To be able to pay rent and live, I had to work from 6am until 8am every morning - walk an hour to college as I couldn't afford the £1 bus - attend full time classes from 9-4 every day - walk the hour home - then do 6-11pm 3 days a week - I then had to work 8 hours a day every Saturday and either 8 or 16 hours a day every Sunday. This gave me enough money to pay rent, buy school equipment and eat. That was it. I couldn't buy clothes, electronics, nothing. Did it suck?? Absolutely - It was miserable - BUT - that was the price my own space cost me. Instead of complaining about it, I got on with it, I studied and got 5 As in my A-Levels and went on to University, where I continued to pay myself through.

    It absolutely made me miserable for those two years, but I was too stubborn to give up - and that hard work and stubbornness - allowed me to make decisions that meant I was able to live alone from 23 onwards, with stability and comfort with enough disposable income to afford what I wanted. It then allowed me to move to the other side of the world, to continue a job I love, buy a house, more than one car and everything else I own.

    Moral of the story - Your own space comes at a price. It is more often than not, a miserable price - but its all about personal balance. Sometimes a little misery enables you to move to great things. If things are hard now, push through them, learn from them, and figure out how to make them better in a couple of years time, so you never have to go through them again.
    Last edited: Jul 14, 2014
  17. FTM


    Joined: Dec 10, 2003

    Posts: 5,930

    Location: South Shields

    move to a croft on the west coast of scotland and become self sufficient...
  18. McBain


    Joined: Oct 17, 2002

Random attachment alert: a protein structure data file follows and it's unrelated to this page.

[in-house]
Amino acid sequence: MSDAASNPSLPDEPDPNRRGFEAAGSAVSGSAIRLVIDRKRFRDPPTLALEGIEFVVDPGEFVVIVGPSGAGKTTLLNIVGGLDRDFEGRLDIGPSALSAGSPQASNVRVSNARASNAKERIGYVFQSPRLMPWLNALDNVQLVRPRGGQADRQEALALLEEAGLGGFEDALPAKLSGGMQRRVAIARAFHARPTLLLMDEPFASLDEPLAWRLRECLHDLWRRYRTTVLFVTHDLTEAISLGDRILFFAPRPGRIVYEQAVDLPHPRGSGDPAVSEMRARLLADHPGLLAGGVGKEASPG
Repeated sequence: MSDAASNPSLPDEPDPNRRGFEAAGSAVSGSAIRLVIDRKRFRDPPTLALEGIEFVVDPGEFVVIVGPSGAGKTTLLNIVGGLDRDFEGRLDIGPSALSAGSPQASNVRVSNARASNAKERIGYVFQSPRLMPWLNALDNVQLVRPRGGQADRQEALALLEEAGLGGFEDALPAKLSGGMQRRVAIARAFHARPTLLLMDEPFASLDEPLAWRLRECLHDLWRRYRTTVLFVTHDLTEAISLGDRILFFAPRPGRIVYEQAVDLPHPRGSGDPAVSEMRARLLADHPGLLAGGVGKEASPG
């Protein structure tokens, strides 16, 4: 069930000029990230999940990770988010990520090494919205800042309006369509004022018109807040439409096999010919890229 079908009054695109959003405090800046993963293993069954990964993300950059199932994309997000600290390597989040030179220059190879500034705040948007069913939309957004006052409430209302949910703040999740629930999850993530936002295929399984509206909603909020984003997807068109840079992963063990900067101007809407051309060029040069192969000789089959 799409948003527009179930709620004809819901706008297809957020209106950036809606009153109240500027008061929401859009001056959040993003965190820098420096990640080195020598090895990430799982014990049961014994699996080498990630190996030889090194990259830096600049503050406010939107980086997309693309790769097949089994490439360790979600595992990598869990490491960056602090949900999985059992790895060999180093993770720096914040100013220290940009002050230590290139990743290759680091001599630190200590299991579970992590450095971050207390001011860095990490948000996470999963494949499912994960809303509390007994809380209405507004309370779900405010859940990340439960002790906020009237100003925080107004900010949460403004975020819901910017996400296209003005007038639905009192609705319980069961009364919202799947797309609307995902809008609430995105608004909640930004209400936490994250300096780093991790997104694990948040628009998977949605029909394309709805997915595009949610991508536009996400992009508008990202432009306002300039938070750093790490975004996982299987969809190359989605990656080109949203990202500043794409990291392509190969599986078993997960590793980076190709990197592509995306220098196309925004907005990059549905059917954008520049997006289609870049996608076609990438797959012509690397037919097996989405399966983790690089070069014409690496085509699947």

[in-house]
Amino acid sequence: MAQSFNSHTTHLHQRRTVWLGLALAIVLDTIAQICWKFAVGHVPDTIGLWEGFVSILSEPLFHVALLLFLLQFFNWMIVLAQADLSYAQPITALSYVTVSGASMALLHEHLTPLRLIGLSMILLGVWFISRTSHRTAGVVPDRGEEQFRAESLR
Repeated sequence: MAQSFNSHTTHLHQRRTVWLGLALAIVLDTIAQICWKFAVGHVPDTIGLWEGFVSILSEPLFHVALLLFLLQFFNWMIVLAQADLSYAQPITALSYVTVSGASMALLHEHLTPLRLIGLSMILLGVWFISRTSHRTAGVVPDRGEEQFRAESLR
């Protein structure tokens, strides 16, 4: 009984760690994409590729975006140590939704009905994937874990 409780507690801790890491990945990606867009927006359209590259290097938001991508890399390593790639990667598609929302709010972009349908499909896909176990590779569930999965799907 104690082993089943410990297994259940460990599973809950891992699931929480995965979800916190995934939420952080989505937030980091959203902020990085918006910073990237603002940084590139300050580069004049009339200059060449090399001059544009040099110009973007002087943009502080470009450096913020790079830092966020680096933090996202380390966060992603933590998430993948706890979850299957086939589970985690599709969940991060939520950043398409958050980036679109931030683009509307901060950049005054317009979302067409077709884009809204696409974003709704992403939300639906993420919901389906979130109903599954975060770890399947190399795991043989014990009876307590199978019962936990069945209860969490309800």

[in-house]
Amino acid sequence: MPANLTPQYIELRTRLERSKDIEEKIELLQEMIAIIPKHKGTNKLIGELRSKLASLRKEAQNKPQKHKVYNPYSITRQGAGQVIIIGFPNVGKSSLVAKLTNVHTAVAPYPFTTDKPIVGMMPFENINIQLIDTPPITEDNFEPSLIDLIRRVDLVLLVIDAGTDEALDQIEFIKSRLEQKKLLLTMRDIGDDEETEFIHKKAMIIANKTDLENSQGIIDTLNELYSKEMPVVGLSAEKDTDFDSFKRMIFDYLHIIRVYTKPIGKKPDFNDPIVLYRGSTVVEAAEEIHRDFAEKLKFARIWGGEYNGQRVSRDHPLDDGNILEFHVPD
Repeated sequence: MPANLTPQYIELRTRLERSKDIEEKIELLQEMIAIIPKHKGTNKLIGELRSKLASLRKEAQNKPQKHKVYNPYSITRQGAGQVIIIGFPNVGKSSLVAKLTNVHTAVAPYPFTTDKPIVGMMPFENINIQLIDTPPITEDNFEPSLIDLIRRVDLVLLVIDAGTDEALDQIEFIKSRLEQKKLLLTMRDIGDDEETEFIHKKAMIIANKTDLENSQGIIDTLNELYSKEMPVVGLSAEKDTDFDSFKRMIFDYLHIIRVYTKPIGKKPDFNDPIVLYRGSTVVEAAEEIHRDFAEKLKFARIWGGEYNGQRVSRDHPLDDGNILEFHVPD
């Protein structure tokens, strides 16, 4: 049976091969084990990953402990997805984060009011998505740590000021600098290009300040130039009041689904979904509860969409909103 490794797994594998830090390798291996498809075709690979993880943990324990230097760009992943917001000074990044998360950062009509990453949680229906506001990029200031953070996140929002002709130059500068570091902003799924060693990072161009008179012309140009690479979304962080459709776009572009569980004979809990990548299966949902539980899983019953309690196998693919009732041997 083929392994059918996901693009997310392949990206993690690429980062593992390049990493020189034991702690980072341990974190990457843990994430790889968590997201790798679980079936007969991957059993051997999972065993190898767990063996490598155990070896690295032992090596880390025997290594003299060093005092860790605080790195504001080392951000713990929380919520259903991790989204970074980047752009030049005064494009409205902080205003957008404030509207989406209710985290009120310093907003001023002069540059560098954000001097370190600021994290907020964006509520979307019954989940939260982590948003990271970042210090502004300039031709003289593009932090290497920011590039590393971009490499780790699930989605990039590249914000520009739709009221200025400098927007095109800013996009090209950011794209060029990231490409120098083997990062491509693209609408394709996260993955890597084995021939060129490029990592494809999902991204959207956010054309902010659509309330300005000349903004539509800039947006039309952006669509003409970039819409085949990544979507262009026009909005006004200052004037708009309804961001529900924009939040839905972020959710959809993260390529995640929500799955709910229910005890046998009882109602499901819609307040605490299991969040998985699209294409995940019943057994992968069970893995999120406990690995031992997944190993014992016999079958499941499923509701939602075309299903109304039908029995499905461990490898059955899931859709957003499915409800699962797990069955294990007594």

Posts: 20,949

    Location: Lancs/London

    Simple, when you can afford it.
  19. pitchfork


    Joined: Jan 21, 2007

    Posts: 8,715

    It is miserable, some people say I'm a cynic but I think I'm just being realistic

    If you're lucky enough to live in the developed world instead of working yourself to death in a factory or otherwise impoverished destined to die in a tin shed boiling to death. It's still pretty crap.

    I mean people nowadays just screw over other people or they feel entitled to something without earning it. And anyone who does work their arse off only sees a fraction of what they put out while someone else who already has it all wants more and more and more all the time and never pay their dues.

    All the while our government who are supposed to be a democracy and represent the interests of the people systematically screw us over while patting the back of the big business leaders and screwing over the loyal civil servants if they even have a job left to go to on monday.

    It's ok though, because when they lose their job they can go work in tesco for no wages and they'll get £50 JSA at the end of the week, how good will that be?

    And even outside of all the misery of politics we're all just consumers at the end of it all, and that is all we'll ever be. Working day in day out in jobs we would rather not do to have a little something and then blowing all of our money and borrowing and begging to own the latest crappy gadget we don't need.

    Even art has been turned into a consumer driven business, gone are the days when a musician would send in their demo and get a record contract. Lets get some barely competent singers on a tv show, write all their music and then call them a popstar, we'll sell millions to morons.

    No one lives any more they're all stuck with their noses poked in iphones looking at what they're going to buy off amazon, looking at what to waste 8 hours watching on television tonight. It's all crap, things were never great but they get worse every year, it's all going backwards, it's like living in a ****ing george orwell book.

    You either accept it and live with it and make the best of it or you throw yourself off a very tall building while telling the world to eat a big old meaty one. Because nothing and I mean nothing changes.
    Last edited: Jul 14, 2014
  20. DJ_Bucho

    Wise Guy

    Joined: Jun 18, 2013

    Posts: 1,477

    Agree 100% with this.